Braxton Curry still remembers what it was like to enter Iola High School as a freshman.
She was very nervous. Older students warned her that some teachers were “really mean and scary.”
Years later, as she prepared for her senior year, Braxton joined Link Crew, a group that matches seniors with incoming freshmen to help them transition into high school.
“I saw how nervous the younger kids were and I wanted to help them,” she said. “I didn’t want them to feel like I did.”
And those rumors about mean and scary teachers? Not true, she said.
“If you are a good kid, they won’t be mean to you.”
HAVING a twin brother along on the journey also made things a little easier, Braxton said.
Both Braxton and Ryker Curry have been named valedictorian candidates for Iola High School’s Class of 2022.
The twins supported each other, and had several classes together. They shared notes, helped each other when they could and encouraged each other to succeed.
“We wanted each other to do good, so it definitely made it easier,” Braxton said.
“We’re very different. He’s very much involved in sports and baseball, and I’m more the arts and music type.”
She’s been very involved in FFA and SADD.
She also gives her parents, Heath and Heather Curry, credit for their support and encouragement.
“They never forced me to get good grades, but they were always reassuring when I did so it made me want to keep going and make them proud,” she said.
“They’re very smart and hard working, and I want to emulate that.”
DOING WELL in school always came easy for Braxton.
She was so successful in middle school that when it came time to enter high school as a freshman, she decided she might as well go all the way and aim for a perfect 4.0 grade-point average.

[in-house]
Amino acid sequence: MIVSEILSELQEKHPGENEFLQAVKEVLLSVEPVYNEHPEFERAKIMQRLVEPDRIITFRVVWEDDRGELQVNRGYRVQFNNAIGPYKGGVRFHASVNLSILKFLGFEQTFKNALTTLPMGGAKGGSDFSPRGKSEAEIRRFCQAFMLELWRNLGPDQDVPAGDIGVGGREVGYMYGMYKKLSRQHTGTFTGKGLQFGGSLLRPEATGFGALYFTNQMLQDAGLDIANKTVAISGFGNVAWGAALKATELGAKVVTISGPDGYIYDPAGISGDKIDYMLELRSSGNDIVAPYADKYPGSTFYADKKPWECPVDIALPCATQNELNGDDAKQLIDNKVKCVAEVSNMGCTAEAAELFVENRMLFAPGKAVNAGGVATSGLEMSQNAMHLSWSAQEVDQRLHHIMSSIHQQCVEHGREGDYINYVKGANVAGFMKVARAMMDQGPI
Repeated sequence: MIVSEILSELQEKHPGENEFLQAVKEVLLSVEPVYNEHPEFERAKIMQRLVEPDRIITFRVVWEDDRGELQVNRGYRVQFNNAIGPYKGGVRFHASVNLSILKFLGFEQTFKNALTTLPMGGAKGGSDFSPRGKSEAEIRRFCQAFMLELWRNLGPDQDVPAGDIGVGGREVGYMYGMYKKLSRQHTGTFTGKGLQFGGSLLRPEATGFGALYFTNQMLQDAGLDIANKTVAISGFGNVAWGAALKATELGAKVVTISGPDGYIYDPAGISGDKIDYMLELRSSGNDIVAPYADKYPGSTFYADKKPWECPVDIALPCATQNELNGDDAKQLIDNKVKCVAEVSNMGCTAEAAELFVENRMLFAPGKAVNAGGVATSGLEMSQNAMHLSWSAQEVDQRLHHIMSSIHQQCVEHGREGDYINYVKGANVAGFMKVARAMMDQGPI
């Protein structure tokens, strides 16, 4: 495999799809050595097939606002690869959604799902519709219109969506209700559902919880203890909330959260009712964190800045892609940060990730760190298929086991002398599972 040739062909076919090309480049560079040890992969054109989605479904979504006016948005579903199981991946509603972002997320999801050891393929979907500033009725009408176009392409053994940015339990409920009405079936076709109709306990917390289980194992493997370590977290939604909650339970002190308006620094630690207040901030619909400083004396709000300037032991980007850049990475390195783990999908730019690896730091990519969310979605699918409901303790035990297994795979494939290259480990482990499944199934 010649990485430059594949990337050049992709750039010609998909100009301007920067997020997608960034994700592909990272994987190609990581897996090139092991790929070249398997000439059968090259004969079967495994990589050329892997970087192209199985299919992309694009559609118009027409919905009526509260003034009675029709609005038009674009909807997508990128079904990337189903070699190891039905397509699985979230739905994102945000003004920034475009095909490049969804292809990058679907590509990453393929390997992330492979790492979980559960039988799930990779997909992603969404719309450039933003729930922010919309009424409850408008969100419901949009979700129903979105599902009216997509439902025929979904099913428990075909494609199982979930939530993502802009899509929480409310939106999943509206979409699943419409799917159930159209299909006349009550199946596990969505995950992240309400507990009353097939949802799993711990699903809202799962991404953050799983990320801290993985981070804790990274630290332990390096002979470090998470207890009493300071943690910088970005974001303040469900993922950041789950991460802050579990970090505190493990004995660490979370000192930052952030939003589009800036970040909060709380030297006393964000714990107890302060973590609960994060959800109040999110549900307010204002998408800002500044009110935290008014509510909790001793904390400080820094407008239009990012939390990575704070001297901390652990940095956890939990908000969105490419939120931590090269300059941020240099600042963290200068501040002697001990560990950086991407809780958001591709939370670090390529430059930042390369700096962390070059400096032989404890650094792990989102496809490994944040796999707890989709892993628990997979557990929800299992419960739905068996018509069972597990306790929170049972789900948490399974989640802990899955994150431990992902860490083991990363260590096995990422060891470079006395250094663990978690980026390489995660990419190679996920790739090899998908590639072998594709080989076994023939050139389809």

“I figured I could do the same in high school, and get recognized and rewarded at the end by being a valedictorian.”
Then came history classes.
Braxton had always earned high As. But in history, she had to work hard to come out of her classes with a low A.
“It was challenging, but I appreciated being challenged. I did work harder and I had to dedicate time to study.”
But math classes challenged her even more. She struggled to maintain her A average.
She learned how to balance her time, and scheduled how much time she could spend on different subjects.
“It’s about having a good balance, not being all about school or all about activities but being successful in both.”
BRAXTON plans to attend Allen Community College for a year, then will transfer to either Wichita State University or Pittsburg State University.
She’s not yet sure what she will study, but is considering graphic arts or design.
Next year will be the first time she and Ryker will attend separate schools. Ryker is headed to PSU.
“I’ll definitely miss sharing experiences and being able to help each other because we’ve always done things together, but I’m excited for new experiences.”